November – the recollection of things well done

Misty autumn dawn by James Jordan

photo: Misty autumn dawn Some rights reserved by James Jordan

The copy deadlines for the magazines require me to write this letter at the beginning of October and I find I’m not really in the mood for it. The trees still have most of their leaves and a few summer flowers survive, awaiting the first frost. The clocks have not returned to Greenwich Mean Time (GMT) so it’s still possible to come home from work and have a stroll in the garden to unwind. Moreover, as a priest, I don’t yet need to prepare for All Saints, All Souls and Remembrance Sunday. Am I, are we, right to have a slight air of depression and fore-boding as we enter November? Some writers obviously thought so. Walter Scott wrote ‘November’s sky is chill and drear.’. Thomas Hood, who seemed to have a tendency to look back, writing, ‘A Reflection’, and, ‘I Remember’, penned a catalogue of complaints about the month including, ‘No fruits, no flowers, no leaves, no birds – November!’.

There is an element of truth in these writings but we can use November’s experiences as a blessing. We spend so much of our time pre-occupied with our daily lives ahead (the Christmas lights will soon be up!) that we lose the benefit of reflection and thanksgiving for what and who have gone before. The reading of names and lighting of candles at a Commemoration Service is solemn and moving, but it’s also an opportunity to give thanks for loved ones and their lives; to keep alive our treasured memories. On November 11th many will stand at memorials whilst bugles play and standards are lowered and raised. For ex-servicemen and women and families there will be the pain of thinking about fallen comrades and loved ones but also admiration and gratitude for their laying down their lives for our freedom.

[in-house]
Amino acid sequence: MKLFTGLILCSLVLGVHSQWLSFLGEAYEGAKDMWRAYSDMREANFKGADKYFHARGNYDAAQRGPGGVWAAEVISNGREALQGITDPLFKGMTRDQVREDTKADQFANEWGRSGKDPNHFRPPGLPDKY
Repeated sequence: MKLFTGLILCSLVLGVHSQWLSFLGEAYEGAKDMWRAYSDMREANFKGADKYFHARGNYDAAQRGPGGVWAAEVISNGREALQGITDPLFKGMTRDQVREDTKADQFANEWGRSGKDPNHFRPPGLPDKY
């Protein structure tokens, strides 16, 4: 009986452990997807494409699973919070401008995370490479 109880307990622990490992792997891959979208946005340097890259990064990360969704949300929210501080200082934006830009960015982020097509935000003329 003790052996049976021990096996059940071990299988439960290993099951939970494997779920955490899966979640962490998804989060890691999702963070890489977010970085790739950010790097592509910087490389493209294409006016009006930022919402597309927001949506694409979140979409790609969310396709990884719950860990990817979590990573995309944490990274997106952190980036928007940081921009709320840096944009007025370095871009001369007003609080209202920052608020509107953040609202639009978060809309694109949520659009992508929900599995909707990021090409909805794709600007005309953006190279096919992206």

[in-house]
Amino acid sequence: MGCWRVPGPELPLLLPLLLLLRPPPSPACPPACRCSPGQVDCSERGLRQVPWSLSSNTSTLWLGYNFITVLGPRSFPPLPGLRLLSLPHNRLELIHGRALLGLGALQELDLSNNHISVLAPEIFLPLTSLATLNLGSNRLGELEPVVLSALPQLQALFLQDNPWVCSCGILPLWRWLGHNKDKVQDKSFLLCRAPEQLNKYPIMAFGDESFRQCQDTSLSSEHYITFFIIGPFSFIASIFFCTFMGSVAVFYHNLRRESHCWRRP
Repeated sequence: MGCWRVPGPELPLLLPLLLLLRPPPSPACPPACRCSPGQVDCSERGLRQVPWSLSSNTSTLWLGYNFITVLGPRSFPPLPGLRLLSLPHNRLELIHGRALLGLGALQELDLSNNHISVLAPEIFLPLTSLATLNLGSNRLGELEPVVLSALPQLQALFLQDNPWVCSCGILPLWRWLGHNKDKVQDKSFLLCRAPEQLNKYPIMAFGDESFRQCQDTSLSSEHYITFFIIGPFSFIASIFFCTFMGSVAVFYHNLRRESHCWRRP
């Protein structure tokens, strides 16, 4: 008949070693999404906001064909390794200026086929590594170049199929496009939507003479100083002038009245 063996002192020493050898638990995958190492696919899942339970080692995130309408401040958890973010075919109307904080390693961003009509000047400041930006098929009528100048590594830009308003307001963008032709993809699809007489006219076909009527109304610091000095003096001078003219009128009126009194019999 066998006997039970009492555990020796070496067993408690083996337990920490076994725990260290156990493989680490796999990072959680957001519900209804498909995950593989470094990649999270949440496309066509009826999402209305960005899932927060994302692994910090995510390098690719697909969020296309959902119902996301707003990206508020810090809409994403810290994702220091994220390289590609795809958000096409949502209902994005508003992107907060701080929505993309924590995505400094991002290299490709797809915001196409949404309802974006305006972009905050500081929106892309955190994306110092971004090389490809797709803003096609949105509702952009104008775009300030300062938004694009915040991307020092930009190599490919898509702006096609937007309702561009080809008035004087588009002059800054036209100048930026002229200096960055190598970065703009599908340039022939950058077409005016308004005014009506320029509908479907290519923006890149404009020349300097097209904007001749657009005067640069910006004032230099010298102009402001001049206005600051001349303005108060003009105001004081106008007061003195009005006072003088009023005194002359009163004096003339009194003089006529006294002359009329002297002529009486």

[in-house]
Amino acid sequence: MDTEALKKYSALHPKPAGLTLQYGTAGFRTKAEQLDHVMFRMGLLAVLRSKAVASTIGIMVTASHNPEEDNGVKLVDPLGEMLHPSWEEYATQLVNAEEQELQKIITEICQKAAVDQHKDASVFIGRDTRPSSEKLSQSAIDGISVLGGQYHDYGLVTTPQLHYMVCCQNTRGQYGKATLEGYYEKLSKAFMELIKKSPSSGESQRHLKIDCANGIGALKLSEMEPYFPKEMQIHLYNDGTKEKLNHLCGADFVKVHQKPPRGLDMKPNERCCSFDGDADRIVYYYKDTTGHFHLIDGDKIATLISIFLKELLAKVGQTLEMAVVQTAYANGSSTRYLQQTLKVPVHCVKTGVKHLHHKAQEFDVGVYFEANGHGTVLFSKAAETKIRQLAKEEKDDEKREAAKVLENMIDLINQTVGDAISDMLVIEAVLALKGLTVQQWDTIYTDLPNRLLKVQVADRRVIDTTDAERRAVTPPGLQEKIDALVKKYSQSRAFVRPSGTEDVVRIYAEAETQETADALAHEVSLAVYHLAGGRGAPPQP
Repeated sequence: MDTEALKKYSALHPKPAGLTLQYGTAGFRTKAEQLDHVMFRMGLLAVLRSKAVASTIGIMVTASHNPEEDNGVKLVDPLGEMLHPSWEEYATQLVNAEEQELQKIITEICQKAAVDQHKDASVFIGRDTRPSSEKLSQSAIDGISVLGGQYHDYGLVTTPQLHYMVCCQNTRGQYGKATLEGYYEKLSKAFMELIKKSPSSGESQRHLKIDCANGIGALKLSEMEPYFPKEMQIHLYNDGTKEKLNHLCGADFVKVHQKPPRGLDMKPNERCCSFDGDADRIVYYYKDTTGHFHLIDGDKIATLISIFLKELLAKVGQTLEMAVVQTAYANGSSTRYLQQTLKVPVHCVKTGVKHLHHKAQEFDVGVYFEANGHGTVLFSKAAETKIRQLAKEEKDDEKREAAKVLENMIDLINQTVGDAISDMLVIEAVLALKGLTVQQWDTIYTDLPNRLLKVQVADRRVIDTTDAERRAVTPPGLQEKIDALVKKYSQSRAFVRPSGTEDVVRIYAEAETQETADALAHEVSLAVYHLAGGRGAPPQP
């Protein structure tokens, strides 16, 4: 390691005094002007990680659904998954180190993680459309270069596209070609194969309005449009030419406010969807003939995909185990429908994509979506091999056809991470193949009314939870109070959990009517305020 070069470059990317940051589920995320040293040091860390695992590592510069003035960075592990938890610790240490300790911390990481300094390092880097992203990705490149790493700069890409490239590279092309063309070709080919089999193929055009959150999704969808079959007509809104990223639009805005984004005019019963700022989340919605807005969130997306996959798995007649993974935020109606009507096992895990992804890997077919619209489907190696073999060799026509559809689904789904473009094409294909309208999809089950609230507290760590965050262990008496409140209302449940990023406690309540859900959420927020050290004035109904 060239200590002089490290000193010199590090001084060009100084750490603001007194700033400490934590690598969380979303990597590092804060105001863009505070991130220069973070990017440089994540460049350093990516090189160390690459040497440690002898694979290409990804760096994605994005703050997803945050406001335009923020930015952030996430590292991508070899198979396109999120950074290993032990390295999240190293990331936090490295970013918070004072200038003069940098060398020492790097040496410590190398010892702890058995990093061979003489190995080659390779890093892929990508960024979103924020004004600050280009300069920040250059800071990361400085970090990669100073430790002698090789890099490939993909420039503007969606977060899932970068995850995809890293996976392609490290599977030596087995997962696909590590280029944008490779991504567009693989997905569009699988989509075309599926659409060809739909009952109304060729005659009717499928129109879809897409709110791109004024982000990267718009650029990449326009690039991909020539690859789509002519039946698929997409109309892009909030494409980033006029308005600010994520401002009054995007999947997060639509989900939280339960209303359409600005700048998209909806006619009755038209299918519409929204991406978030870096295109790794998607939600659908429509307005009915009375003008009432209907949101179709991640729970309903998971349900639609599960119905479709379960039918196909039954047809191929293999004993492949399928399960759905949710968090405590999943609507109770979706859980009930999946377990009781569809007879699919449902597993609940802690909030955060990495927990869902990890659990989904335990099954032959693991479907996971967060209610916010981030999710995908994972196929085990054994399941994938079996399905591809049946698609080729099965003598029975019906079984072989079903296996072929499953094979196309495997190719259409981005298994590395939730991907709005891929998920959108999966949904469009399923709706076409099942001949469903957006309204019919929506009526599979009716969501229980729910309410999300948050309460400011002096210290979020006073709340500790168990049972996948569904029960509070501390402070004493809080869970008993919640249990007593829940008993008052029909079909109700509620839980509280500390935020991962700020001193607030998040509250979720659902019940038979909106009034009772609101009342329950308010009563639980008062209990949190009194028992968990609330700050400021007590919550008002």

For Christians, remembering is not specifically focused on November because we express our gratitude to Jesus Christ Sunday by Sunday as we celebrate the Last Supper at our Eucharist, ‘in remembrance if me’. Jesus’ death caused intense pain to his mother Mary and his disciples and they were initially prostrate with grief. However, his memory inspired them to take up the task of spreading the Good News that His death freed the repentant from the consequences of sin. In a few short years, this news spread from Jerusalem across the Mediterranean and beyond. So November is a bitter-sweet month but not a down-in-the-mouth one. As we look back on the life of Jesus, the lives of the saints and those dear to us, may we be able to take the positive view expressed in the motto of the Norton Knatchbull School [Rev. Philip was Headmaster at Norton Knatchbull – webmaster], ‘The recollection of things well done is very pleasing’.

Rev. Philip CoxWith every blessing,

PGC (Rev. Philip Cox)